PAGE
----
Whether you’re starting a new business or looking to revamp your current online look, design contests are one of the best options out there in terms of value. You get quality, diversity and a great bang for your buck.
Some people, though, don’t agree with this model and go as far as to say it actually hurts both the designer and the client. I’d like to address spec work from a designer’s point of view — I’ll be talking from my years of experience as a web designer on 99designs. Let’s get right into it and take it step-by-step.
Myth 1: Designers will undervalue their work
This is one of the most prominent arguments against 99designs. Naysayers assert that 99designers are willing to work for less money, thus jeopardizing their financial well-being as well as lowering business owners’ expectations. The truth is, when you get started in this field you’ll most likely work for free in order to build up a decent portfolio and develop your skills. You might work for a friend of a friend, a family acquaintance or just about anybody. And if you can squeeze a few bucks out of the project, then that’s a bonus, but not a requirement on your agenda.
99designs offers a large, diversified platform where you get to pick and choose your projects. Here you can jump-start your client networking and earn considerably more than what your uncle might pay for his project. Plus, you don’t have to negotiate anything because the price is very clear, and there are certain packages offered in order to achieve a good balance of work versus reward. So you don’t get overworked, you get paid through a secure channel and you accelerate your learning process.
What you don’t see from the outside: you enter a $200 logo contest and create a client connection. Sometimes clients have a really hard time choosing just one design due but even if you lose, you’d be surprised how many times the client reaches out to offer you subsequent work.
Again from an outsider’s perspective, you may say a $200 prize for a logo contest is hardly worth the effort. But as I’ve written in How to get follow-on work through 99designs, you can easily double or triple your winnings by offering your services for that client. A new logo has to be attached to a new design, a business card, a T-shirt, an app icon and so forth. So when you win a $200 contest, you usually have an opportunity to earn up to 10 times that amount by doing follow-on work. Is this a promise? No, not at all. But from my personal experience, I can say that 1 out of 3 clients needs additional work in the next 1 to 3 months. As an example, I won $595 for a 2-page website contest. After I was awarded, I was contracted to do three more pages of the same profile which brought me a little over $2,000. That means I actually won three times as much as my public profile shows for that particular contest.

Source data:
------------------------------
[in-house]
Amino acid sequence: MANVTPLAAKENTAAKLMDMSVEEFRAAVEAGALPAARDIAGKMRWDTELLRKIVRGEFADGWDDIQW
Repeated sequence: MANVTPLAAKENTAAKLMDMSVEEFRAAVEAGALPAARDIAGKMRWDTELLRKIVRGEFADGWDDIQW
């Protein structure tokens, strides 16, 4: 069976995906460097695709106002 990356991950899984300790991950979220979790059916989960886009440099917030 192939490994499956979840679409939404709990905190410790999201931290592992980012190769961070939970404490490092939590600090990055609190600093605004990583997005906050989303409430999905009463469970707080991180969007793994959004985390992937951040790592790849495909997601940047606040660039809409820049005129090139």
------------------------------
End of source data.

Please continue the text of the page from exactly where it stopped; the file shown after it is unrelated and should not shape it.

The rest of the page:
Myth 2: Design contests lower the industry quote expectations
Let’s talk about how designers on 99designs lower the industry fees. I see a clear distinction between agency clients and design contest clients. Apparently, some people don’t realize there is a market for every budget. The people buying $35 templates won’t ever pay a big creative agency their requested 5-figure quote. Nor will they expect that level of quality or attention to detail from their template.
Design contests constitute a market of its own, with its own rules, level of quality and dynamics. It has a place for certain business owners within a certain budget range. If a client tells you he can get the same job done at a fraction of a cost on a design contest platform, that means your services or marketing aren’t up to par.
So the argument is that a beginner designer can drive down quotes by offering a lower price — to a completely different type of client in a completely different environment? That’s very hard to believe. Sure, we’re in the same market as the agencies and high-end independent designers, but our audience is so different that it shouldn’t be an issue at all.
Myth 3: Design contests promote copyright infringement
To those who ask: Couldn’t someone easily win a contest with a stolen design and get away with it? In short, no. We are a community and a vigilant one at that. We monitor everything and constantly check up on our competitors whether we publicly recognize it or not. When a copy-cat is detected, site administrators take action against him or her immediately.
Also note there is a fine line between stealing ideas and drawing inspiration. Those who are still new in this field might not recognize the difference at first, but with the help of the community, they’ll be gently or abruptly guided on the right track. The power to maintain originality lies in the quality of its community, and we are some of the most attentive users out there.
Myth 4: Design contests produce poor quality designs
The preconceived notion is that design contests produce template-y designs you can buy from just about any stock site. The reality is very different. I encourage you to check out Top 9 at 99 candidates and see the amazing level of quality these designers produce. I bet if you were to mix them in a pile of big design agency work, you wouldn’t be able to tell which is which. So it’s safe to say 99designs offers great quality for good prices. Of course there are expections, but most of them occur due to poor communication, or a badly written brief.